Martin Nanther is a member of the British House of Lords, having inherited his title from his great-grandfather, Henry. Physician to Queen Victoria, Henry specialized in hemophilia, the disease that Her Majesty was known to have passed to her son, Leopold, and other descendants. While the House of Lords considers a Bill to abolish hereditary peerage and Martin's much younger, second wife is obsessed with becoming pregnant, he escapes into his slow research for a biography of Henry

His patient genealogical investigations uncover deaths in infancy of several young boys in his own family, and Martin soon realizes that hemophilia (rather than the family's legendary tuberculosis) is the cause. Was that irony merely a coincidence? Or was hemophilia in his own lineage the impetus for his grandfather's research and position in life? And why was the disease hushed? Was it possible that his grandfather deliberately sought a bride with the trait in order to investigate it in his own progeny?

Martin soon finds himself wondering if this well-respected, medical man actually committed murder, or was he merely waylaid by unexpected love? Without giving too much away, suffice it to say that the answers prove so surprising and so disturbing, that Martin decides to abandon the biography of his ancestor, even as he learns that his inherited peerage has been revoked and that his next child will soon be born.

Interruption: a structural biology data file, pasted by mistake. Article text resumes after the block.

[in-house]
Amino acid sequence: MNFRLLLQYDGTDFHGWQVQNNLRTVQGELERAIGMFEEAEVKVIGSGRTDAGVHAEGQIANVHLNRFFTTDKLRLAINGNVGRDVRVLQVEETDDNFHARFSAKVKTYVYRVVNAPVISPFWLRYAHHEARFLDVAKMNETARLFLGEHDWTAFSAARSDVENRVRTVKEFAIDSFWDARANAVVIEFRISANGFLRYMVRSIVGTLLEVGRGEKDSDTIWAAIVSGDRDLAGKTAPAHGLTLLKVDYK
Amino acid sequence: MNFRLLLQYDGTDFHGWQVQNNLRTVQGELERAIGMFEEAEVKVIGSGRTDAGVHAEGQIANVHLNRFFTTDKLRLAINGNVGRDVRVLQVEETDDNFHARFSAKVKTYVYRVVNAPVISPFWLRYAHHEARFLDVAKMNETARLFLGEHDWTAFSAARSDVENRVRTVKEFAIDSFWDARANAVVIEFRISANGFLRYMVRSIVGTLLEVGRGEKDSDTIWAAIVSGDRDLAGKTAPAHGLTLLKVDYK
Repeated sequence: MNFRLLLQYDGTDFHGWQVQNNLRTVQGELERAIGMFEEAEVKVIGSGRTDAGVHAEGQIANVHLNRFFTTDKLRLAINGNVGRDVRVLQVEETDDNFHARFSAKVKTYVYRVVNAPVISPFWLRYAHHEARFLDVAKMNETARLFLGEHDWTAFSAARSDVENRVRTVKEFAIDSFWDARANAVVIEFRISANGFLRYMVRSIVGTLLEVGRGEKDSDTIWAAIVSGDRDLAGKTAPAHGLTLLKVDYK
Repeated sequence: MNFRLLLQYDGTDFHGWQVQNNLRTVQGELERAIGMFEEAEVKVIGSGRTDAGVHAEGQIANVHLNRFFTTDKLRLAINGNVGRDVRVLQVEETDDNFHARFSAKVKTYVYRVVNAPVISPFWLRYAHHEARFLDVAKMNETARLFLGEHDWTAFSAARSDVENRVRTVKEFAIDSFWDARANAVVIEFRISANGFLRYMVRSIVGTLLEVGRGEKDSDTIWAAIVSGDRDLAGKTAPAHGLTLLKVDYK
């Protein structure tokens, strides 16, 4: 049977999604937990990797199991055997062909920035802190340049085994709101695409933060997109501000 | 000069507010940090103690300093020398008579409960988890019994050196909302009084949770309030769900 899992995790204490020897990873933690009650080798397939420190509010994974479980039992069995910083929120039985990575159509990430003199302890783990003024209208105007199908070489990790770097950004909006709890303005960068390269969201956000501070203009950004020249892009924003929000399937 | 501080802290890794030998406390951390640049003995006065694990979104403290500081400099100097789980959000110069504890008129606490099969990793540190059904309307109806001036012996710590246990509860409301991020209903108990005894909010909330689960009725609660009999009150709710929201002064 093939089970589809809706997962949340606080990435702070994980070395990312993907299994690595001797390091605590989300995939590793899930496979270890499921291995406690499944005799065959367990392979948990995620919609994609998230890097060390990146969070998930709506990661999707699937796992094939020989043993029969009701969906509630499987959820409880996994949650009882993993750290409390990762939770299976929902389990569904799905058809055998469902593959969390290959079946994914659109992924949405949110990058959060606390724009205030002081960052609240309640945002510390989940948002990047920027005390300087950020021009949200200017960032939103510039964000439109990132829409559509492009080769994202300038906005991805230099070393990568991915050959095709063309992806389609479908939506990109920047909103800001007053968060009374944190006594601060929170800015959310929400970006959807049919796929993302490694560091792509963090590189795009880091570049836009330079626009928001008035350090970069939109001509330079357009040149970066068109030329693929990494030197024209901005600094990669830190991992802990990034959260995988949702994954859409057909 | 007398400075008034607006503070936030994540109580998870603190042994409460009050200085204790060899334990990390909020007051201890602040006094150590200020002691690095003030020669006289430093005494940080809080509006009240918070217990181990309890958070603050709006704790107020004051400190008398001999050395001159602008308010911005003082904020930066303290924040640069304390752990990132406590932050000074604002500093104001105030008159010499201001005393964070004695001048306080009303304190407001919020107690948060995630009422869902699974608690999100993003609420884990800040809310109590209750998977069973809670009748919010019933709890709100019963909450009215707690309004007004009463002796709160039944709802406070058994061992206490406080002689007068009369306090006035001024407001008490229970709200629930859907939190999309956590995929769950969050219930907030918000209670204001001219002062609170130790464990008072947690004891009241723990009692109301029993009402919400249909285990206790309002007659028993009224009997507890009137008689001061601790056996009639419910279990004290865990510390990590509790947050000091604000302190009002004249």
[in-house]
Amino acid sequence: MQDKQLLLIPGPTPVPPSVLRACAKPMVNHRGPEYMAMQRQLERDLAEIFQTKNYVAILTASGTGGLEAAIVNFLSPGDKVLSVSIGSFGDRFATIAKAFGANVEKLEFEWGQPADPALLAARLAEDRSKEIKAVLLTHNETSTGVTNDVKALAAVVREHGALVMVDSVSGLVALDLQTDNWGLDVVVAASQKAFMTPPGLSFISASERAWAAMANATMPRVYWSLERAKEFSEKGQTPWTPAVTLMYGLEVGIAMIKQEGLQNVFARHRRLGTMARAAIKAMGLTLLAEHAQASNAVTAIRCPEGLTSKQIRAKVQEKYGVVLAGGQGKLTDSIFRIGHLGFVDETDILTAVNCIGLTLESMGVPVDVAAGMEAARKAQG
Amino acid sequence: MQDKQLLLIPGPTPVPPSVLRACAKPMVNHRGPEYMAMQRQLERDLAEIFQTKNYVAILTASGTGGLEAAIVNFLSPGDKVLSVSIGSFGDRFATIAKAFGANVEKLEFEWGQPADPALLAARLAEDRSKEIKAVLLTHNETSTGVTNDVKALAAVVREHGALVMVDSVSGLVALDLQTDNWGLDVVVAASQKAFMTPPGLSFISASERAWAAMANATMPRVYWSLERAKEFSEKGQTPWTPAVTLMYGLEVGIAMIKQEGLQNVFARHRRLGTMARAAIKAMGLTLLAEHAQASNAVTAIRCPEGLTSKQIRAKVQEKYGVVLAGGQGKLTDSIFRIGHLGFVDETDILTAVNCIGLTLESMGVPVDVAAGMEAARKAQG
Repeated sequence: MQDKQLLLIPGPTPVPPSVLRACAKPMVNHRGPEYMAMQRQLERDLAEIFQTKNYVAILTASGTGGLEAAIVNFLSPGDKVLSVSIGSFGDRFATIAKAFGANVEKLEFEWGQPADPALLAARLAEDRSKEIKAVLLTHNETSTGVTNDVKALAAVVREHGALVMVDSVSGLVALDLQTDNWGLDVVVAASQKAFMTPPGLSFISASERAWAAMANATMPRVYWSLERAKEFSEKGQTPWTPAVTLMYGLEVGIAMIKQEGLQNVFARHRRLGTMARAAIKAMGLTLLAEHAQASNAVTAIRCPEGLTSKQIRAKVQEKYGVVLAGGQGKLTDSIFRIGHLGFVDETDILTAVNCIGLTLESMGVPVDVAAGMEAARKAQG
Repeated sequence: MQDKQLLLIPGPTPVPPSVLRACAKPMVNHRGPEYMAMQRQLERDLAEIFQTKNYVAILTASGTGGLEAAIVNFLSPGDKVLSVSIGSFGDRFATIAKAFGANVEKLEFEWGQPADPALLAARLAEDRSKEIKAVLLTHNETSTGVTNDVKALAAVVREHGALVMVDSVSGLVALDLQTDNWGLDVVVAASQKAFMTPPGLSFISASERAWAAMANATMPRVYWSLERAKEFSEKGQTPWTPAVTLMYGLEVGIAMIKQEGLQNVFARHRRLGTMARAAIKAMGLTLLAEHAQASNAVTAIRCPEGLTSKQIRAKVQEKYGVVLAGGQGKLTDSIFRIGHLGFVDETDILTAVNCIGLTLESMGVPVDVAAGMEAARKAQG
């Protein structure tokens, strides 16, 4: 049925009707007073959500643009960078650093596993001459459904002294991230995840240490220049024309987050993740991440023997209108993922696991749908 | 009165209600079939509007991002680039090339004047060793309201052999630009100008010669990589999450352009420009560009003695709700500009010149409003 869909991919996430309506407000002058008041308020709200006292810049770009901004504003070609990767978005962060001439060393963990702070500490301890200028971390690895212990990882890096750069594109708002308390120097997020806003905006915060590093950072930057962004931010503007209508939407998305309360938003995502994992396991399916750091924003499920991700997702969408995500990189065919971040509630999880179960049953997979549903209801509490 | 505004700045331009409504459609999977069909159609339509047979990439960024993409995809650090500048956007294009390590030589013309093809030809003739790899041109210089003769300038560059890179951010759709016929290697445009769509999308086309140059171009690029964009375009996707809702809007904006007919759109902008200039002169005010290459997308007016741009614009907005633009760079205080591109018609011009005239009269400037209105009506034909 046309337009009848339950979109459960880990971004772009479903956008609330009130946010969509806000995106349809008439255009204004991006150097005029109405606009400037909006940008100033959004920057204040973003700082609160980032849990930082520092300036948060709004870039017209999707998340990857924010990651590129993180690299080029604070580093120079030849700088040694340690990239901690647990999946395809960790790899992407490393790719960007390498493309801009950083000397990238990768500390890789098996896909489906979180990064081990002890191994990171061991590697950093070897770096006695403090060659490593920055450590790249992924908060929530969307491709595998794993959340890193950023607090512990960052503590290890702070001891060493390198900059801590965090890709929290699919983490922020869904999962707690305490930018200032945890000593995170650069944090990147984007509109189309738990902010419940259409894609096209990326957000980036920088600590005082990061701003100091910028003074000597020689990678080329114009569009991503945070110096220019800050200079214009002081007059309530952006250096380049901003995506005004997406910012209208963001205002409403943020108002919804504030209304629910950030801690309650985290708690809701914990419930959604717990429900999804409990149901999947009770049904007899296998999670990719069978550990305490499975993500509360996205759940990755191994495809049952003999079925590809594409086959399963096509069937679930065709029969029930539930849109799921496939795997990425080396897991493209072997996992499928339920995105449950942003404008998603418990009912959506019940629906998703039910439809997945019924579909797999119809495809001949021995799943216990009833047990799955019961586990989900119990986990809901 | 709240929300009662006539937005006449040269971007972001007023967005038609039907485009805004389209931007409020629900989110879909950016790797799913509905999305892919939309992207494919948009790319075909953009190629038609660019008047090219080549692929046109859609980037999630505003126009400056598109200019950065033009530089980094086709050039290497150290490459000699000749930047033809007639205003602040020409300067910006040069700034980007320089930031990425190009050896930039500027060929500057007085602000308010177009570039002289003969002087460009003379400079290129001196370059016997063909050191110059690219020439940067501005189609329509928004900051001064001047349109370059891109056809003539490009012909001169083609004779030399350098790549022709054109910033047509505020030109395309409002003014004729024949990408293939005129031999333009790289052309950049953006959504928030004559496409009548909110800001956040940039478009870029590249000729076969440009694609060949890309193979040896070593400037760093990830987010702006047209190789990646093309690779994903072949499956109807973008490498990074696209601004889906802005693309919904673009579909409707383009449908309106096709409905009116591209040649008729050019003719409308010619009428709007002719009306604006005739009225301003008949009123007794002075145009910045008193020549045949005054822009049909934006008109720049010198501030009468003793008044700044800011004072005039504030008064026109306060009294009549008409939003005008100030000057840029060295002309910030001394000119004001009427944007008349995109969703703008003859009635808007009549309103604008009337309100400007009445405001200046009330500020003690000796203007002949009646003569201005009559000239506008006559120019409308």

Written convincingly in the first-person, male voice by a distinguished crime writer, herself a Life Peer in the British House of Lords, this sumptuous novel possesses impressive scientific and social credibility. Blood, bleeding, inheritance, allegiance, and family ties are gracefully interwoven. The vivid but myriad cast of characters--some real and some fictitious--is daunting, but an indispensable family tree is a consolation. Medical understanding of hemophilia is accurately explained for each period in the two centuries under consideration. The problems of historical life-writing are compellingly told, replete with their attendant paraphernalia of letters, newspapers, hostile interviews, and fragile clues; they will be familiar to any reader who has engaged in the process.

The depressing effect on Martin of his wife's obsessive pursuit of pregnancy is an important consequence of medical technology on the life of couples. His reticence both to reproduce and to reveal his hesitation to her resembles the grotesque aspects of inheritance writ large. The mysteries in this novel are manifold: the character of the doctor; a diagnosis; a death that may or may not be a murder; and the nature of historical research. It reminds us that on one level, every novel is a mystery; indeed, every history can be one too.

This excellent book is not a run-of-the-mill mystery. Strangely, many media reviewers gave it only middling praise. I imagine that the author's reputation as a crime writer caused editors to seek readers who specialize in crime; they may have been disappointed not to find a clear dilemma with bodies and gore on page one, perhaps even they were bored. But "we," most definitely, are not.


Barbara Vine is the pseudonym of Ruth Rendell.


Viking (UK) and Shaye Areheart (USA)

Place Published

London & New York



Page Count